The Tangled Web of Scientific Publishing

Science Publishing Is Incoherent, Expensive, and Slow Communication is essential to science. The aim of scientific publication is to convey new findings as quickly as possible to as many interested parties as possible. But the world of “peer-reviewed” scientific publishing no longer functions as it should. Many publishing practices were devised at a time when … Continue reading “The Tangled Web of Scientific Publishing”


How Women Can Avoid the Student Loan Gender Gap

Every year, the American Association of University Women (AAUW) releases a new report illustrating how women are disproportionately impacted by student loan debt. The average woman graduates with $2,739 more in federal loans than the average male graduate, they argue. But while suggestions to fix this gender debt gap have typically targeted lawmakers, students are … Continue reading “How Women Can Avoid the Student Loan Gender Gap”


Gaming the System: How Kentucky Spends Funding for Students on Athletics

Kentuckians were forced to consider potential problems with intercollegiate athletics when both the University of Louisville and the University of Kentucky were implicated in the recent FBI probe into possibly corrupt and fraudulent recruiting practices in college basketball. Amid the outrage, politicians raised the possibility of serious reforms, such as expanding the oversight of Boards … Continue reading “Gaming the System: How Kentucky Spends Funding for Students on Athletics”


PLUS Loans: Subtraction by Addition?

Student loan debt remains a burden for millions of college graduates and dropouts, but the federal government has not yet hit the brakes on its loan engine. Now, it’s becoming a greater problem for parents. A recent analysis by Mark Kantrowitz, a higher education expert who publishes Saving for College and Private Student Loans, noted … Continue reading “PLUS Loans: Subtraction by Addition?”


Can More Information Help Students Avoid College Debt?

The Department of Education is poised to replace Obama-era regulations on for-profit colleges and universities with more broad-based transparency measures. On August 10, Education Secretary Betsy DeVos revealed her plan to fully repeal the “gainful employment” regulations that required for-profit colleges to publish information on their graduates’ student debt levels and post-graduation earnings. Under the … Continue reading “Can More Information Help Students Avoid College Debt?”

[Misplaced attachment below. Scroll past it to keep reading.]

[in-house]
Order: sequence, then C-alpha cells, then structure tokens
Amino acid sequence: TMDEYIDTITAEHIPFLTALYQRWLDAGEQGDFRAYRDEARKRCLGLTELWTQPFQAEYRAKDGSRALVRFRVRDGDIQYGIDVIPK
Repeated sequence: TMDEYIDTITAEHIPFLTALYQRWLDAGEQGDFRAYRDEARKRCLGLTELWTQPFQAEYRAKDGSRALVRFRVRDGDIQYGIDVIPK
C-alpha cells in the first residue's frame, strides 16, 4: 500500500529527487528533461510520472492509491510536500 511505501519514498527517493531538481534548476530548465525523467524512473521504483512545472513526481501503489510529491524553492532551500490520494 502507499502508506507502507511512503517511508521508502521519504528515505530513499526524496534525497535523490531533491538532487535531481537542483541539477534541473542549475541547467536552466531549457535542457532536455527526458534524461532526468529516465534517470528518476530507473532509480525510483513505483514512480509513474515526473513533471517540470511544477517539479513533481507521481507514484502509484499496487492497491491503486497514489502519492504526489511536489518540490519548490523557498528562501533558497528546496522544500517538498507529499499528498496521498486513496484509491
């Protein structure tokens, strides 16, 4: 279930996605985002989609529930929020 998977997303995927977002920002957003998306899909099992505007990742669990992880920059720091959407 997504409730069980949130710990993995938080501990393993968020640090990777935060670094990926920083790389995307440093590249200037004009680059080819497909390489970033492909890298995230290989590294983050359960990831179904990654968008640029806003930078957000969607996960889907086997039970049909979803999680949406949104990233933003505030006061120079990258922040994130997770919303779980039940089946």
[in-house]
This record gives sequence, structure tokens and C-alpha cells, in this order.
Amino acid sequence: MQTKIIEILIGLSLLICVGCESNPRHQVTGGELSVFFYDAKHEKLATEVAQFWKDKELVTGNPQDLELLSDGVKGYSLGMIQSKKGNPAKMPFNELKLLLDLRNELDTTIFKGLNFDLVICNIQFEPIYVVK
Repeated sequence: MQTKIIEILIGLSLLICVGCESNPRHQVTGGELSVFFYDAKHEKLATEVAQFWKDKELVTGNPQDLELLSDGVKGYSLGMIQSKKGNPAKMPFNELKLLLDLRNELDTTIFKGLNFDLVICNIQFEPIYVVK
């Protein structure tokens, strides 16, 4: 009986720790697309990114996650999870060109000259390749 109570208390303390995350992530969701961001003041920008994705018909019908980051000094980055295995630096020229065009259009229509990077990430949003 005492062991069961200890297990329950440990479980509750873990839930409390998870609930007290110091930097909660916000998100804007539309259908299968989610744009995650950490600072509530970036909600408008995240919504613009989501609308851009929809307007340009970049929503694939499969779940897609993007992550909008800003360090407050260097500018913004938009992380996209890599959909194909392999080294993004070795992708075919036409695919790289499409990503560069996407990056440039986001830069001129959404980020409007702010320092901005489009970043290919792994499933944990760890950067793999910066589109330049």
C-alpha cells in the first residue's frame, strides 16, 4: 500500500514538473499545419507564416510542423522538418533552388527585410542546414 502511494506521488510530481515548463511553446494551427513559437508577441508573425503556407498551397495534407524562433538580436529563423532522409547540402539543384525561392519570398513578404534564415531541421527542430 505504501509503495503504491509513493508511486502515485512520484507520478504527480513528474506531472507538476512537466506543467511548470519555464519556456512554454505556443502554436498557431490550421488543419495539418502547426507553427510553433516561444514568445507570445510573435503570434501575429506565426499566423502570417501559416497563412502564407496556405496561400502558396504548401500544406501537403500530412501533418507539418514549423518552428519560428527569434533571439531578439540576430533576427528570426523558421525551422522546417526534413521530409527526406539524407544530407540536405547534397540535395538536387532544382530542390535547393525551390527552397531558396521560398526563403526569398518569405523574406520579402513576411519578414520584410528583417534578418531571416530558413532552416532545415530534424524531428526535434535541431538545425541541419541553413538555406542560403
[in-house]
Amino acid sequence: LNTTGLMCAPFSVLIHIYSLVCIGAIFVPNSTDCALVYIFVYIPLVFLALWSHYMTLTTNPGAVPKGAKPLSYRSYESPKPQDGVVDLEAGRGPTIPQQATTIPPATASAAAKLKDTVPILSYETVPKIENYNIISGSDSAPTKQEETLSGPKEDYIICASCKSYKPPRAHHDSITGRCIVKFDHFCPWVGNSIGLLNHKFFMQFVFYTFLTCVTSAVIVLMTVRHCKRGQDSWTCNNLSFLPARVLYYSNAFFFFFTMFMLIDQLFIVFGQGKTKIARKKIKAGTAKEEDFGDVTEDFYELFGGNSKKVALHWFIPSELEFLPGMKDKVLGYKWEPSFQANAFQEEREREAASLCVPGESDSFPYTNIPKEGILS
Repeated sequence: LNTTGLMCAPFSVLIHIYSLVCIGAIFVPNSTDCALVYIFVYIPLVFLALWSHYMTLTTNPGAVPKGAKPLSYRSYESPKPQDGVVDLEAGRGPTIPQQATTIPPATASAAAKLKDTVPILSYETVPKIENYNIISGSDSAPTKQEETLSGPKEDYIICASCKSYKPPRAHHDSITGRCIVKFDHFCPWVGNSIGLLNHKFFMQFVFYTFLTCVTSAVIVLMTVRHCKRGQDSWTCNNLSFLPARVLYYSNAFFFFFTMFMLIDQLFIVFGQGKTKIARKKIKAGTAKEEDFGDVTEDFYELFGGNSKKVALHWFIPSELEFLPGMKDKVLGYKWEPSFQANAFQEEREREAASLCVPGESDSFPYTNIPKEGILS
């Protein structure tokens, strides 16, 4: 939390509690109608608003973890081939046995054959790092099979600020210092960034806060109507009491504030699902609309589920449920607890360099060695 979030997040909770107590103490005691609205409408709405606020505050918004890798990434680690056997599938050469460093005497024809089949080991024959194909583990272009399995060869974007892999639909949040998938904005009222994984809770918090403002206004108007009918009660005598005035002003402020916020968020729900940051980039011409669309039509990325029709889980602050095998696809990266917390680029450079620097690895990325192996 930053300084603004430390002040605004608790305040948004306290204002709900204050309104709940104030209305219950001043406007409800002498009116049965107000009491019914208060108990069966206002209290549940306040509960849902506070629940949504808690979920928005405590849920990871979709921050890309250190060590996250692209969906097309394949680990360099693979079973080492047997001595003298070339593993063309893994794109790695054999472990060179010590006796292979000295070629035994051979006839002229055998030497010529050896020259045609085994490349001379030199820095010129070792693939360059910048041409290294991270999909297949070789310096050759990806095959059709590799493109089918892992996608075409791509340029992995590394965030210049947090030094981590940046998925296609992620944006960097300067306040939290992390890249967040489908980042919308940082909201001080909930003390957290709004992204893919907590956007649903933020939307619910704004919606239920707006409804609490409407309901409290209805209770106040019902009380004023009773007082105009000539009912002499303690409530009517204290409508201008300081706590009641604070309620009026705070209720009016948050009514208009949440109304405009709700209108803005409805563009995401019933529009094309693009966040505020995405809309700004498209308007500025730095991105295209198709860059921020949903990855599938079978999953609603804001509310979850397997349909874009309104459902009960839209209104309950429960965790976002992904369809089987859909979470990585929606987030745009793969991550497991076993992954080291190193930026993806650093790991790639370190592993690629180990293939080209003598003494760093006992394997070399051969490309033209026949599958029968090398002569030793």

University Foundations: A Convenient Way to Bypass Oversight

As public institutions funded by taxpayers, state colleges and universities are limited in the kinds of commercial activity in which they can participate. This is particularly so when it comes to university land or property. However, through the use of institutionally affiliated—but still private—non-profit  “foundations,” universities have found a convenient way to bypass these restrictions … Continue reading “University Foundations: A Convenient Way to Bypass Oversight”


No, the World Doesn’t Need More Humanities PhDs

In May, The Chronicle of Higher Education asked four academics from across the country to weigh in on the “adjunct crisis.” The results were predictable, with most of the blame directed at the usual suspects: bean-counting administrators, complacent, tenured faculty members, tight-fisted state legislators, and, of course, those evil Republicans. Solutions generally involved pressuring colleges and universities to fork … Continue reading “No, the World Doesn’t Need More Humanities PhDs”


UNC Faculty Teaching Loads Report Is Insufficient for Making Policy

Reliable information is a prerequisite for good management. How can you make intelligent decisions if you are basing them on shaky information? This has been an ongoing problem for the University of North Carolina system, in which many high-level decisions are made by a governing board composed of part-time members. The main problem is that … Continue reading “UNC Faculty Teaching Loads Report Is Insufficient for Making Policy”


The State of Private Higher Ed in North Carolina

Private colleges and universities face challenges distinct from their public counterparts. For one, unlike public institutions, they are not the recipients of generous state funding. Instead, they rely heavily on revenue generated from tuition—as well as on the generous support of donors. Such a reliance on tuition revenue puts private institutions in a vulnerable position—especially … Continue reading “The State of Private Higher Ed in North Carolina”


Free College Is Just Another Middle-Class Entitlement

Tennessee legislators received a shock in 2012 when a study from Georgetown University’s Center on Education and the Workforce predicted that by 2020, 55 percent of Tennessee jobs would require some kind of postsecondary education or job training. To elected officials in a state where only a quarter of citizens possessed a bachelor’s degree and … Continue reading “Free College Is Just Another Middle-Class Entitlement”